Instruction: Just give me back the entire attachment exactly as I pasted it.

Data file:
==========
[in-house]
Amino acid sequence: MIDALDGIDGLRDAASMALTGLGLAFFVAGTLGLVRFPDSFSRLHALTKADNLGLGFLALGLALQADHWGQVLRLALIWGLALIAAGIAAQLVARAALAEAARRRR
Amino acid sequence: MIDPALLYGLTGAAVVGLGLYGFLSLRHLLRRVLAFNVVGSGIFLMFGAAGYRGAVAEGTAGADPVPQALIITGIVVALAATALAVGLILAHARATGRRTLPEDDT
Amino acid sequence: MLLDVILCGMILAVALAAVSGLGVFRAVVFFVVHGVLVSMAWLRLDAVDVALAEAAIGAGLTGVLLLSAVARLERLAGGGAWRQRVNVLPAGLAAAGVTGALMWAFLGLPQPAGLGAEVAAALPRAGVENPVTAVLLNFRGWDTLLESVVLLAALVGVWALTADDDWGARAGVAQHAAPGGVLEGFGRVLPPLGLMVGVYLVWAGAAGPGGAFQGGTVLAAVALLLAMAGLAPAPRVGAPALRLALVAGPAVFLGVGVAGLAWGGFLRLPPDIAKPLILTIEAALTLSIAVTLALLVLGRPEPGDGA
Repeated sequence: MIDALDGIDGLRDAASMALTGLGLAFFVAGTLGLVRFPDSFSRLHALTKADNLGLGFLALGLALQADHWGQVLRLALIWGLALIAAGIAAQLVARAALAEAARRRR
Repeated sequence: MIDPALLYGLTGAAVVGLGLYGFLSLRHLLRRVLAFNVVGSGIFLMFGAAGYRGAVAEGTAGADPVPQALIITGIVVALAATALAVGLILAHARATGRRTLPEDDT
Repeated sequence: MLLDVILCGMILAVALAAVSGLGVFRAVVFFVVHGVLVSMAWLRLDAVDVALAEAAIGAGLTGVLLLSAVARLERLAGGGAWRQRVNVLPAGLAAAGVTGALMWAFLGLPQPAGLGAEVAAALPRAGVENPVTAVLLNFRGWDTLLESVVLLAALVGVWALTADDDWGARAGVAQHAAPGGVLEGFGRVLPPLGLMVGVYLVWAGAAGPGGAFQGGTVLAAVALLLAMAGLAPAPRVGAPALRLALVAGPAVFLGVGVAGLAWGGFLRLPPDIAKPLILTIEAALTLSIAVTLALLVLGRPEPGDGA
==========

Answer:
[in-house]
Amino acid sequence: MIDALDGIDGLRDAASMALTGLGLAFFVAGTLGLVRFPDSFSRLHALTKADNLGLGFLALGLALQADHWGQVLRLALIWGLALIAAGIAAQLVARAALAEAARRRR
Amino acid sequence: MIDPALLYGLTGAAVVGLGLYGFLSLRHLLRRVLAFNVVGSGIFLMFGAAGYRGAVAEGTAGADPVPQALIITGIVVALAATALAVGLILAHARATGRRTLPEDDT
Amino acid sequence: MLLDVILCGMILAVALAAVSGLGVFRAVVFFVVHGVLVSMAWLRLDAVDVALAEAAIGAGLTGVLLLSAVARLERLAGGGAWRQRVNVLPAGLAAAGVTGALMWAFLGLPQPAGLGAEVAAALPRAGVENPVTAVLLNFRGWDTLLESVVLLAALVGVWALTADDDWGARAGVAQHAAPGGVLEGFGRVLPPLGLMVGVYLVWAGAAGPGGAFQGGTVLAAVALLLAMAGLAPAPRVGAPALRLALVAGPAVFLGVGVAGLAWGGFLRLPPDIAKPLILTIEAALTLSIAVTLALLVLGRPEPGDGA
Repeated sequence: MIDALDGIDGLRDAASMALTGLGLAFFVAGTLGLVRFPDSFSRLHALTKADNLGLGFLALGLALQADHWGQVLRLALIWGLALIAAGIAAQLVARAALAEAARRRR
Repeated sequence: MIDPALLYGLTGAAVVGLGLYGFLSLRHLLRRVLAFNVVGSGIFLMFGAAGYRGAVAEGTAGADPVPQALIITGIVVALAATALAVGLILAHARATGRRTLPEDDT
Repeated sequence: MLLDVILCGMILAVALAAVSGLGVFRAVVFFVVHGVLVSMAWLRLDAVDVALAEAAIGAGLTGVLLLSAVARLERLAGGGAWRQRVNVLPAGLAAAGVTGALMWAFLGLPQPAGLGAEVAAALPRAGVENPVTAVLLNFRGWDTLLESVVLLAALVGVWALTADDDWGARAGVAQHAAPGGVLEGFGRVLPPLGLMVGVYLVWAGAAGPGGAFQGGTVLAAVALLLAMAGLAPAPRVGAPALRLALVAGPAVFLGVGVAGLAWGGFLRLPPDIAKPLILTIEAALTLSIAVTLALLVLGRPEPGDGA